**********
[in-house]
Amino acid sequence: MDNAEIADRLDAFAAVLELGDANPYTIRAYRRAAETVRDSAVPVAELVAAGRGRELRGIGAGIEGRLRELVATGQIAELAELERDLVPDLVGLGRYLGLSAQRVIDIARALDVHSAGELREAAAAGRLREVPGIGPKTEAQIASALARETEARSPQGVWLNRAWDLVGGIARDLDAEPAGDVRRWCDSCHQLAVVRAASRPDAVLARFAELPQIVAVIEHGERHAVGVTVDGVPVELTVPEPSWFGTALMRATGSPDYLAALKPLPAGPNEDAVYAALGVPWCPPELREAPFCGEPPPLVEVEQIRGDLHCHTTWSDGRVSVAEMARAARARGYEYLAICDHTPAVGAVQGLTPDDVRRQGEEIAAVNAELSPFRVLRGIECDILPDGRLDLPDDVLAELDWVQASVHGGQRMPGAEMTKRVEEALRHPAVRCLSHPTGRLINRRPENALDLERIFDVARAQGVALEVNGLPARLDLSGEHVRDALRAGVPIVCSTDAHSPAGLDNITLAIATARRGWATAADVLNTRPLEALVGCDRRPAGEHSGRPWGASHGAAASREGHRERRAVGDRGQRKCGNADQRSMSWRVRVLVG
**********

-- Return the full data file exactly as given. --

[in-house]
Amino acid sequence: MDNAEIADRLDAFAAVLELGDANPYTIRAYRRAAETVRDSAVPVAELVAAGRGRELRGIGAGIEGRLRELVATGQIAELAELERDLVPDLVGLGRYLGLSAQRVIDIARALDVHSAGELREAAAAGRLREVPGIGPKTEAQIASALARETEARSPQGVWLNRAWDLVGGIARDLDAEPAGDVRRWCDSCHQLAVVRAASRPDAVLARFAELPQIVAVIEHGERHAVGVTVDGVPVELTVPEPSWFGTALMRATGSPDYLAALKPLPAGPNEDAVYAALGVPWCPPELREAPFCGEPPPLVEVEQIRGDLHCHTTWSDGRVSVAEMARAARARGYEYLAICDHTPAVGAVQGLTPDDVRRQGEEIAAVNAELSPFRVLRGIECDILPDGRLDLPDDVLAELDWVQASVHGGQRMPGAEMTKRVEEALRHPAVRCLSHPTGRLINRRPENALDLERIFDVARAQGVALEVNGLPARLDLSGEHVRDALRAGVPIVCSTDAHSPAGLDNITLAIATARRGWATAADVLNTRPLEALVGCDRRPAGEHSGRPWGASHGAAASREGHRERRAVGDRGQRKCGNADQRSMSWRVRVLVG